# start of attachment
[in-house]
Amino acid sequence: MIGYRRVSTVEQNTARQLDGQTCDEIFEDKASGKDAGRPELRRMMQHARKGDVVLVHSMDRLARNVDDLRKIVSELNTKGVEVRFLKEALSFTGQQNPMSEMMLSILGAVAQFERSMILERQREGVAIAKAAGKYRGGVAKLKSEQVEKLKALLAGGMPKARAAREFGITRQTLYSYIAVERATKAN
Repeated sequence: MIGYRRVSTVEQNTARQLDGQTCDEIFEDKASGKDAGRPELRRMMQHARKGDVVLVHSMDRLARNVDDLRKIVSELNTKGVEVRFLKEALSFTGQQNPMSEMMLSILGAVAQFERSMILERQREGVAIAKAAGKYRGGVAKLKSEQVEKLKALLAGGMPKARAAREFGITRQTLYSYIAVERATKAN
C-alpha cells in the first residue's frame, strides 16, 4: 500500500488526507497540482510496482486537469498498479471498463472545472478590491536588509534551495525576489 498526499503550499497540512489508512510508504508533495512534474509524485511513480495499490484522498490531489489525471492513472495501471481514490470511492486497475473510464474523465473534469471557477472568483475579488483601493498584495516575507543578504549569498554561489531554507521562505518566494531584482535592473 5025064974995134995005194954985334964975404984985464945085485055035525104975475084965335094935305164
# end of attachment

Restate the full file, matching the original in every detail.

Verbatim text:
[in-house]
Amino acid sequence: MIGYRRVSTVEQNTARQLDGQTCDEIFEDKASGKDAGRPELRRMMQHARKGDVVLVHSMDRLARNVDDLRKIVSELNTKGVEVRFLKEALSFTGQQNPMSEMMLSILGAVAQFERSMILERQREGVAIAKAAGKYRGGVAKLKSEQVEKLKALLAGGMPKARAAREFGITRQTLYSYIAVERATKAN
Repeated sequence: MIGYRRVSTVEQNTARQLDGQTCDEIFEDKASGKDAGRPELRRMMQHARKGDVVLVHSMDRLARNVDDLRKIVSELNTKGVEVRFLKEALSFTGQQNPMSEMMLSILGAVAQFERSMILERQREGVAIAKAAGKYRGGVAKLKSEQVEKLKALLAGGMPKARAAREFGITRQTLYSYIAVERATKAN
C-alpha cells in the first residue's frame, strides 16, 4: 500500500488526507497540482510496482486537469498498479471498463472545472478590491536588509534551495525576489 498526499503550499497540512489508512510508504508533495512534474509524485511513480495499490484522498490531489489525471492513472495501471481514490470511492486497475473510464474523465473534469471557477472568483475579488483601493498584495516575507543578504549569498554561489531554507521562505518566494531584482535592473 5025064974995134995005194954985334964975404984985464945085485055035525104975475084965335094935305164